One of the lamest questions the sports talk shows Barbaro’d this week was whether Ndamukong Suh is a dirty player. The “dirty” accusations stemmed from Suh wrestling Andy Dalton to the ground during a preseason game last week (video here). It wasn’t the first time Suh ripped the head off a quarterback (remember this video?), but it’s hard for me to view the Dalton play as evidence supporting the claim that Suh is dirty. As far as I can see it, that play happened legally within the flow of the game.
In order to determine whether Suh is a dirty player, you must first define “dirty.” When I think of a dirty player, I think of someone who delivers late hits. I think of someone who constantly hits people in the knees, head, or nuts. I think of someone who jumps into a pile late. That’s what being a dirty player means to me. A player who hits hard and relentlessly pursues quarterbacks is not dirty.
One of the biggest issues I’ve had with the NFL enforcing penalties and fines against defensive players is that they don’t take into consideration the context of a play. They don’t realize that players are going full speed and that many hard hits happen by accident. Defensive players have one mindset: kill the quarterback. If they pause to think about late hits, they won’t get the sack. I’m not saying a blatantly late hit is acceptable, but I am saying if a player has wrapped up the quarterback, I expect him to finish the tackle.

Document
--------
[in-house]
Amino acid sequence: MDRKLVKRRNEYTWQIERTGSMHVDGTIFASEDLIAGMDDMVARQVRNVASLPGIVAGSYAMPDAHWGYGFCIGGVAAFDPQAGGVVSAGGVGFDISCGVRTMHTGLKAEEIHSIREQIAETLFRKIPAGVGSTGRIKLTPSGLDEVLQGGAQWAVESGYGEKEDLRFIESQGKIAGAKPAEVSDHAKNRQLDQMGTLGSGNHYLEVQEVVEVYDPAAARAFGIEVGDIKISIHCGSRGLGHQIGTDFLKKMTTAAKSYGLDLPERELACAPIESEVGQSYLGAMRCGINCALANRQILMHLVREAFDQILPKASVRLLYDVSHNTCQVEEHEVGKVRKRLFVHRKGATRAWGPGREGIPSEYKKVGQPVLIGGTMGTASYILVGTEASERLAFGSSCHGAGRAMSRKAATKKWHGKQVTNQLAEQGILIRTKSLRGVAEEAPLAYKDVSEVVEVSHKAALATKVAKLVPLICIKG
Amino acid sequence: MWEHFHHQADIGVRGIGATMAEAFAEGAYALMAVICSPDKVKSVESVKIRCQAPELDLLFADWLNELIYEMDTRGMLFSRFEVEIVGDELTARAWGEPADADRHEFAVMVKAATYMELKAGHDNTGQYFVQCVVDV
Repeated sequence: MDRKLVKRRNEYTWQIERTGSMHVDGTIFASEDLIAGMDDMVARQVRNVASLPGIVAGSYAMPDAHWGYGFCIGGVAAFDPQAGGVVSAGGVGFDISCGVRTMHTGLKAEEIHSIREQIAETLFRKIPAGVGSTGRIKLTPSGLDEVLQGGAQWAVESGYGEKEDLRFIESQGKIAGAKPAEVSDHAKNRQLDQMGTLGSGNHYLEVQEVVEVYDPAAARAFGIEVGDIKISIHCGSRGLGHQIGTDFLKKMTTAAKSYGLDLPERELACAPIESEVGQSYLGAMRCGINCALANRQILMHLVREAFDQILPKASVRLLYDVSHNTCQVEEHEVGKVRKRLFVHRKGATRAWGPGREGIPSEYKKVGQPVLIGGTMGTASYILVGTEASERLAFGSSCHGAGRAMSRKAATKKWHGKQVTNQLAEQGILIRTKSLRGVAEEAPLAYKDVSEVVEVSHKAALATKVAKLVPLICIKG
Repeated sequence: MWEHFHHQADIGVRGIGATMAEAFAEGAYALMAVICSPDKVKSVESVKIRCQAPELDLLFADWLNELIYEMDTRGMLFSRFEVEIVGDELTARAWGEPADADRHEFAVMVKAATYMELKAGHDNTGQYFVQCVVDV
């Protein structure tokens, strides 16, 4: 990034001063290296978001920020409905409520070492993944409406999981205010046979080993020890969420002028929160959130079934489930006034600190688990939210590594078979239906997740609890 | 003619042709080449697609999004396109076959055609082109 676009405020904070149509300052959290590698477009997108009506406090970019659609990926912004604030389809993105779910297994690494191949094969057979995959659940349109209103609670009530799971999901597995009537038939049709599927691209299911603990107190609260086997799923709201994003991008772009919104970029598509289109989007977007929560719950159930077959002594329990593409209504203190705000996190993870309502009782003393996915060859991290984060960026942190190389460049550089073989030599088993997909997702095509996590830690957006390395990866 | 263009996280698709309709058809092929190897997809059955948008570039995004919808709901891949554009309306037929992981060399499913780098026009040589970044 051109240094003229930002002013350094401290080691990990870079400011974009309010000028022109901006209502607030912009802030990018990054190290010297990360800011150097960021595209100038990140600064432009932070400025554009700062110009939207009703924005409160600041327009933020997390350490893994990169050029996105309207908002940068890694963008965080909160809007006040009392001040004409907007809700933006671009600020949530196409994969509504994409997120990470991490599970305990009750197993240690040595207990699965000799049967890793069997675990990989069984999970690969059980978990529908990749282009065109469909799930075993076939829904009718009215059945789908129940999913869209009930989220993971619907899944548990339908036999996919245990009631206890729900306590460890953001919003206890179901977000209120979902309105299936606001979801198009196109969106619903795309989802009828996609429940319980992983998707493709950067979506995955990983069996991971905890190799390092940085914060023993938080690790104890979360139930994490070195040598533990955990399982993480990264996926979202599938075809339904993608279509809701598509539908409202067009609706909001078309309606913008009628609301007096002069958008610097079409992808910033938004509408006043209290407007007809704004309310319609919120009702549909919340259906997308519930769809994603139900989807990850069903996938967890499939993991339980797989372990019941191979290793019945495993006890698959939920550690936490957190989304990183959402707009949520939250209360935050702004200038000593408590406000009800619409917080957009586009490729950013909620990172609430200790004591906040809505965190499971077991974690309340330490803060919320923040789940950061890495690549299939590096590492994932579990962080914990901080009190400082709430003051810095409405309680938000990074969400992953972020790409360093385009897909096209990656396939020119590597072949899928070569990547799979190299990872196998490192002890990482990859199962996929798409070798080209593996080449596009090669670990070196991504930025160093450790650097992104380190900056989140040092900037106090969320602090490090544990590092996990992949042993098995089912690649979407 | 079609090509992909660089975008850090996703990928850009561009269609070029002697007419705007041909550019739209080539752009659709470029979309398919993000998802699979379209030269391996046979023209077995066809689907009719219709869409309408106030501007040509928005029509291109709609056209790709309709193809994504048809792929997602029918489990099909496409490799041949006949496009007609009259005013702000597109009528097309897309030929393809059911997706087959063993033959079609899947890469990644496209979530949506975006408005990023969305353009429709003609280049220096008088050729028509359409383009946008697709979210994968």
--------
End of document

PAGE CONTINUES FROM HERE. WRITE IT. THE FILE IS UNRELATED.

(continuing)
Lions defensive coordinator Gunther Cunningham made the same argument in support of his star player.
“I’ve been here for 30 years,” Cunningham says, “and I’ve seen a lot of change in this league. The problem with the league is they’ve never seen a tackle like this.
“That’s their problem.”
Suh defended his plays with the same reasoning I used.
“You can always have your opinion when it’s slow motion,” Suh said, “but when it’s fast – 100 miles an hour or 200 miles and hour &ndsah; you see what you see, and I saw he had the ball, so I took him to the ground.
“I’m never ever going to put myself in that position where it’s ‘Should I, or should I not?’ It’s either you do it or you don’t. If he has the ball, play. If he doesn’t, it’s a clearcut decision (not to hit him).”
That’s the mentality he has and I support him. The NFL is trying to castrate defensive players. I’m glad Suh won’t let them touch his privates.Google+